Newphire's Custom Home Building Process
While there are many ways to go about building a custom home, the system that we propose here is a collaborative approach, with all of the significant parties (client, architect and builder) involved from the outset.
Step 1- Purchase a lot
Location, location, location… That is usually the first driver in decisions to purchase a lot. Is it a reasonable commute to work? What are the school systems like? How far to a grocery store or medical care? These are all factors that folks typically think of when looking for land, but most people don’t put as much thought into how much it can potentially impact the performance of their home. If you are hoping to build a custom home and have yet to buy a lot, we would love to help provide input on the decision. We will, free of charge, visit whatever number of lots you may be interested in. We will weigh in on how your lot selection could help or hinder the performance of your future home.
Why would a builder care what lot you purchase? Certainly the choice of which lot you purchase can directly impact building costs. For example, we can assist with basic estimates on how much you may need to spend to clear and grade. More importantly, we can help determine how easy it will be orient the house to be passively heated and cooled. In many subdivisions, HOAs severely restrict where you can put your house and how you may orient it to the road. It may be impossible to orient your house in a way that makes sense to the cosmos given the constraints on the lot. How could we address the potential for overheating if the view you love on your lot faces due west? These are all important considerations, and ones that should be thought through before any offer is made on a lot. Utilize our free expertise to help ensure that you wind up with a lot that works with your vision, and not against it. The architect will want to design the house based upon the site, so this is an important first step.
Step 2- Find an Architect
We have a few preferred architects that “get it.” The design of your home is not about their ego, it is about helping put your vision to reality. In addition, these architects will keep in mind that the goal is for a home that works as a system to reduce the amount of energy needed to heat and cool it. As such, they will orient the house properly on the site, provide for adequate overhangs, eliminate thermal bridging as much as possible, and be thoughtful of the need for ventilation.
Step 3- Design Process
The design process is largely between the architect and the homeowners, but it is important that the builder be kept abreast of decisions and potential designs so that any causes for concern can be addressed in a timely manner. The builder provides important feedback as to the rough cost of design using multipliers at this point. The idea is to rein in any features that are out of balance with the budget before too much time is spent on the design of said feature, and before the client falls in love with some detail that is not economically feasible for them… There are usually several iterations of the plan and rough estimates during this phase.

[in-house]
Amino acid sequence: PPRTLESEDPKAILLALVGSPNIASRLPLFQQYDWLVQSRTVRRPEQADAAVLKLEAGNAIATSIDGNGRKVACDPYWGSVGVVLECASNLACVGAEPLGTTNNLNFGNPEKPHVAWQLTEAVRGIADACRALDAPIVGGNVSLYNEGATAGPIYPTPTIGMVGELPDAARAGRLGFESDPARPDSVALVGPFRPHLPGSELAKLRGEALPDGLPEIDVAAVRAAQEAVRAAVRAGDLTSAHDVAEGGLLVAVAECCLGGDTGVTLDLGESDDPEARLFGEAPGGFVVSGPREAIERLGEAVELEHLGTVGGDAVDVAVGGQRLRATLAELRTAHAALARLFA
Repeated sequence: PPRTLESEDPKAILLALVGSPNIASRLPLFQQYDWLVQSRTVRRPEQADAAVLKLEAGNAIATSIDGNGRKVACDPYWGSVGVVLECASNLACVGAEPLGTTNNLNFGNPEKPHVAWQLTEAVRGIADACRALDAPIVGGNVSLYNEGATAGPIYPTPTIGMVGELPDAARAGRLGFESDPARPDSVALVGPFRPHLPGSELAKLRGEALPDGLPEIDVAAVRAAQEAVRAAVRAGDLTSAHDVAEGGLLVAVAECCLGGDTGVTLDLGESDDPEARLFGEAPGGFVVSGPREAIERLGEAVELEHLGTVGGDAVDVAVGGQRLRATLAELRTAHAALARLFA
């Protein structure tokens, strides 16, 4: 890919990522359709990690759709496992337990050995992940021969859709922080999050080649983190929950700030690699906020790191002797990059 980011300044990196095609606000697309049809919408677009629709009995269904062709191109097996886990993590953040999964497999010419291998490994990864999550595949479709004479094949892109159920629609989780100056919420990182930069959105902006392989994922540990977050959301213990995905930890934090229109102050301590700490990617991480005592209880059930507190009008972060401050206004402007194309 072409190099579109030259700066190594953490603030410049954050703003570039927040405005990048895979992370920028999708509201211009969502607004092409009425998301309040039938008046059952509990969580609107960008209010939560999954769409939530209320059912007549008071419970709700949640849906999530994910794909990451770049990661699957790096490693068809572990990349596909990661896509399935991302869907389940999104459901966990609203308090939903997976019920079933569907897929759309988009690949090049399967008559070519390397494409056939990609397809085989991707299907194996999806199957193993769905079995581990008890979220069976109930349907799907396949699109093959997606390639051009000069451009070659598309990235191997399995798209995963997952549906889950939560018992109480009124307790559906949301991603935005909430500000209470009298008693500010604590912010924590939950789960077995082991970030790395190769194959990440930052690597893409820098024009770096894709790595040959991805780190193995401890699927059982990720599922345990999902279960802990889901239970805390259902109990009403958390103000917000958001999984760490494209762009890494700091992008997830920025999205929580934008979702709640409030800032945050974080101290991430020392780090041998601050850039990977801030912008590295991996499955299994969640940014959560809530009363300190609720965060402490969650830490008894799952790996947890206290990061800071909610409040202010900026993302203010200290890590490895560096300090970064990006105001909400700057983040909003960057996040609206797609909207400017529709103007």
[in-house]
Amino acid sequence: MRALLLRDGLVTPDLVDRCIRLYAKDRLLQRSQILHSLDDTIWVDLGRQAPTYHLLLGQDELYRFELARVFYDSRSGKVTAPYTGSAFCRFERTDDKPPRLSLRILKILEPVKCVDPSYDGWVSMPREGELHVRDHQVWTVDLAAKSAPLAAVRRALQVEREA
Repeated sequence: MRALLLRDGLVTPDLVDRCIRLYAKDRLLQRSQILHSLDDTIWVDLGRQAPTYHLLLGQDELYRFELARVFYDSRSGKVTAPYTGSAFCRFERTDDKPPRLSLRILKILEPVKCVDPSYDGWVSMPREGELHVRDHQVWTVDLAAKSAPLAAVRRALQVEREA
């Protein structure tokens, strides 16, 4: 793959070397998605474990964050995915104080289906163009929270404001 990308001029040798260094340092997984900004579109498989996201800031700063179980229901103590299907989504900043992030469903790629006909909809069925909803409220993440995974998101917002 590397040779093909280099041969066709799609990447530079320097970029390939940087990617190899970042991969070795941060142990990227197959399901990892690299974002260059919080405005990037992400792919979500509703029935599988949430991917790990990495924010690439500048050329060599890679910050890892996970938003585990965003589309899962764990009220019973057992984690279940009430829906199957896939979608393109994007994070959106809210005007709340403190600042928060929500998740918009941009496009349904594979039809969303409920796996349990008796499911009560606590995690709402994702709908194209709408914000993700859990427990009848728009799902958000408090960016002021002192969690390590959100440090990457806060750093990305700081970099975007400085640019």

Step 4- Final Plans/ Final Estimate
Once all the revisions are made to the plans and everyone is happy, a final estimate is completed. It should be very clearly noted that this is an Estimate, not a guaranteed cost of construction. The final estimate is compiled by having all of the various subcontractors and vendors price out the work and materials needed based on the final set of plans. This estimate is based on quotes, not multipliers.
Step 5- Sign the Fixed Fee contract
If the estimated cost of construction is in line with what has been budgeted, the contract is then signed by the builder and the clients. The Builder’s Fee is set as a fixed percentage of the estimated cost of construction. As such, the builder knows that he will be paid for the work, and all purchases toward the house or commercial building will be at our wholesale prices. We are all on the same side of the table trying to deliver maximum quality and performance at the stated budget.
Step 6- Get to work!
Once the build begins, the architect and builder reverse roles - the builder takes the most active role now and the architect serves as a consultant. The architect will undoubtedly be called on a few times by either the builder or homeowner to clarify, brainstorm, and sometimes modify the plans. Ideally, you stick to the plans as much as possible as changing mid-stream is always more costly than changing when it is still lines on paper… The team should meet on a prescribed schedule that works for all concerned to monitor progress throughout the build.